There is an interesting comment on page 635 of John Elting’s Swords Around a Throne regarding the lengths the Bourbons were willing to go in order to change or delete the history of the Revolution, Consulate, and Empire.
‘Louis [XVIII] also insisted that he was now in the nineteenth year of his lawful reign because, despite the lack of formal coronation, he had naturally become King of France the moment the equally uncrowned boy Louis XVII was reported dead. School books were ordered rewritten to establish such facts and to expound to all Frenchmen the blessings of ‘the salutary yoke of legitimate authority.’ A certain Father Lorriquet produced an official history of France that told-among other marvelous matters-how a certain Marquis de Bonaparte had won great victories in Italy by carefully following the instructions of his liege lord, Louis XVIII! And the Ultra-Royalists wondered why other Frenchmen laughed.’
I decided to follow up on Father Lorriquet and discovered the following in three different publications-all of them interesting:
From Eminent Persons Biographies, Volume III, 128:
‘He had learned the history of France out of that queer book by Father Lorriquet, which makes no mention of the follies, crimes, and tribulations of the French kings, but records only their pomps and victories. They are all crowned saints, including Louis XV. , and the downfall of their power was explained to Henri V. by the circumstance that the aristocracy, who ought to have been the supporters of the Church and of the Throne, had been led away by the heresies of a certain Voltaire’
From A Fatal Passion, 160n:
‘An allusion to the historical books by Father Lorriquet and others, printed under the Restoration for the use of the heir apparent to the throne, in which the fiction of the continuous reign of the Bourbons was kept up, the Republican Era carefully eliminated, and Napoleon himself represented as a mere officer in the service of King Louis XVIII., who had made him Lieutenant-General of the kingdom in consideration of his brilliant achievements.’
From Seven Great Statesmen, by Andrew Dickson White, 336-337:
‘To its earlier stage belongs the “ History of France for the Use of Youth, with maps, A . M . D . G .," published to uphold the French Bourbons, in 1820 and 1821, by the Jesuit Father Loriquet. Father Loriquet' s effort had been simply to efface all knowledge of the Napoleonic Empire from the French mind, and his history, therefore, made Louis XVII the immediate successor of Louis XVI, and Louis XVIII the immediate successor of Louis XVII, virtually leaving out Napoleon as ruler, mentioning him as little as possible and always under the name “ Bonaparte.” Exquisitely naïve, also, was this Jesuit historian 's at- tempt to discredit “ Bonaparte” by falsified history. Perhaps of all the innumerable Jesuit attempts to manufacture history to suit ecclesiastical purposes, the most comical is the account given by Father Loriquet of the Battle of Waterloo . In the crisis of the battle, which the world knows by heart, he represents the Old Guard as a mass of madmen, firing upon one another while the British look upon them with horror.’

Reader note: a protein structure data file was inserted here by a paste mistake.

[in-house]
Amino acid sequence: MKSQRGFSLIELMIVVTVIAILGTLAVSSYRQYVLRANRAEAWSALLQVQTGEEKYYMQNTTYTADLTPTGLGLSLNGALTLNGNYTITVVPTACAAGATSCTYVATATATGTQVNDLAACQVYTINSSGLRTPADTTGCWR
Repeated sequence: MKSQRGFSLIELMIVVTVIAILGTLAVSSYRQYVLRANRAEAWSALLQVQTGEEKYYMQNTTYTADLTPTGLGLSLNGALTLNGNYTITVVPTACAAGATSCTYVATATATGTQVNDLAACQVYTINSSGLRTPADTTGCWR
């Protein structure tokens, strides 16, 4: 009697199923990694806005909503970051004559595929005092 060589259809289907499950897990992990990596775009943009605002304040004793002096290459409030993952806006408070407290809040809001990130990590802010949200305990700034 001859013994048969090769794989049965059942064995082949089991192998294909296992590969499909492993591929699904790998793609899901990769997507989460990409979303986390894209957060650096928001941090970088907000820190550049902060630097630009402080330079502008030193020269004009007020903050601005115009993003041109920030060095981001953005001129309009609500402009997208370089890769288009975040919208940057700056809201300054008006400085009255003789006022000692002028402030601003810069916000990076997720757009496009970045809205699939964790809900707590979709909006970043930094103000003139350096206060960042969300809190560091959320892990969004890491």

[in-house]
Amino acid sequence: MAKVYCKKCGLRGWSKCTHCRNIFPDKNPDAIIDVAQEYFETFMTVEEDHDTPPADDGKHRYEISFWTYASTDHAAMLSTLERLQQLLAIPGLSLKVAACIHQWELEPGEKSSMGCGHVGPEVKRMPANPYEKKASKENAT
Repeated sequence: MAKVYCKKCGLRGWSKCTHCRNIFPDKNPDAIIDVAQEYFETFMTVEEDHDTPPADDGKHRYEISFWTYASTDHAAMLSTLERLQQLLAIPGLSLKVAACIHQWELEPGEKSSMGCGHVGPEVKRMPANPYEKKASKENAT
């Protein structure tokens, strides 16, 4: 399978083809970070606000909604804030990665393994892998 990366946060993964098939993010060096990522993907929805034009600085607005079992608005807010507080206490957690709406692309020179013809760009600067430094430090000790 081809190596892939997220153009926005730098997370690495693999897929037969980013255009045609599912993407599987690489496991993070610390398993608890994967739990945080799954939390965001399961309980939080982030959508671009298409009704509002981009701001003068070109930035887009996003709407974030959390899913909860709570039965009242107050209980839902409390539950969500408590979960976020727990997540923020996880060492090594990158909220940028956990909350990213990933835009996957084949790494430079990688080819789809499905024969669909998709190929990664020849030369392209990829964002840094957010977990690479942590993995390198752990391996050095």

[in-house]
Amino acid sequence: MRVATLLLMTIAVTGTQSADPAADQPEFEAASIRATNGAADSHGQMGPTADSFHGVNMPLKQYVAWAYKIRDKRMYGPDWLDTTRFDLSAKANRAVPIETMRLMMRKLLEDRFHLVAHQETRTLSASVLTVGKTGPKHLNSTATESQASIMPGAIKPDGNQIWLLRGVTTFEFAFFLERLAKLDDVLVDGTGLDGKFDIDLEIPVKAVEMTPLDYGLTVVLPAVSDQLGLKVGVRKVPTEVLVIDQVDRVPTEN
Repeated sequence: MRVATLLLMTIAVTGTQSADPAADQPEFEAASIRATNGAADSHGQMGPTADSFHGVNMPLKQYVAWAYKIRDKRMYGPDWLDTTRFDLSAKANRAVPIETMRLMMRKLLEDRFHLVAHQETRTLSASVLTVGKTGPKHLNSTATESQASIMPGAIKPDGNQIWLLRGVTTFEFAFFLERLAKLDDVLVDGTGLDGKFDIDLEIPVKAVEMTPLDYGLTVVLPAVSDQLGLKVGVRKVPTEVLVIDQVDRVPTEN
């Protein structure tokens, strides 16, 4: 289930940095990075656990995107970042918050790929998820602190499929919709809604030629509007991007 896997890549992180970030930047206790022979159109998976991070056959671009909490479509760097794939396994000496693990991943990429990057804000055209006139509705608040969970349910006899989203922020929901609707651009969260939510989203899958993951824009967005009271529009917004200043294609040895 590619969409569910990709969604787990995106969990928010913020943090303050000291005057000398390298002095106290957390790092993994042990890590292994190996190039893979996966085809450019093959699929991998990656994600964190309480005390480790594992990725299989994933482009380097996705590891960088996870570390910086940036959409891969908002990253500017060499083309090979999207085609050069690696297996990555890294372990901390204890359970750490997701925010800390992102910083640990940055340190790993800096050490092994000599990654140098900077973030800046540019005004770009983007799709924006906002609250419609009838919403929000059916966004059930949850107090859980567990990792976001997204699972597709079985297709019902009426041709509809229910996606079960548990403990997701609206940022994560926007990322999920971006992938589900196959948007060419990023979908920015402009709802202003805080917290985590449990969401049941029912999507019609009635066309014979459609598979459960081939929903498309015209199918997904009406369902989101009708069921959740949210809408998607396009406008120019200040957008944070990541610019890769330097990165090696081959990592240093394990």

What is noteworthy, despite Bourbon efforts to erase the changes in France wrought by Revolution, war, Consulate and Imperial reforms, including the vicious White Terror that followed Waterloo, is that fifteen years of restored Bourbon rule was unable to either ‘turn back the clock’ to 1789 or to erase the solid social and political reforms of the Consulate and Empire.
“Given in the Tuileries château on March 6, 1815, the twentieth year our rein. Signed: Louis” Quoted in Appendix I to David Markham’s “The Road to St Helena” If like Louis you regarded the revolution as illegal and any abdication as under duress therefore your brother and nephew as regicides then everyone who came after is an usurper. Like the governments of the Free French not recognising the authority of Vichy or the Estonians regarding conflict in the 20th century as lasting more than seven decades and not ending until 1991. It’s a matter of perspective. There is some modern legal precedent with the current Russian state taking up the mantle of it’s imperialist inheritance as if the Soviets never existed. I happen to believe it is the role of historians to record and understand the differing perspectives, not to regard any of them as being more ‘correct’ than others. We should study it, not create it. At least there is some logical consistency in Louis’ position, unlike some of the deliberate lies of the bulletins or the ‘victories’ on the Arc de Triumph. To use the plebiscite where the army’s votes were arbitrarily attributed as evidence of democracy I believe much more mendacious, yet I’ve seen it proposed on more than one occasion, for example.
"...at the time of the return of the Bourbons in 1815, when the most eminent historian of the Order of Jesuits, Père Lorriquet, spoke of Bonaparte as a general officer of the legitimate monarchy, who had had some great successes in war, as if his reign was void and had never had an existence, and did not count in the annals of France. Nothing so cynical as this absolute falsification of the past is now possible, but it is perverted with perfidious art.” “The French Republic and the Jesuits”, E. de Pressensé. 1880.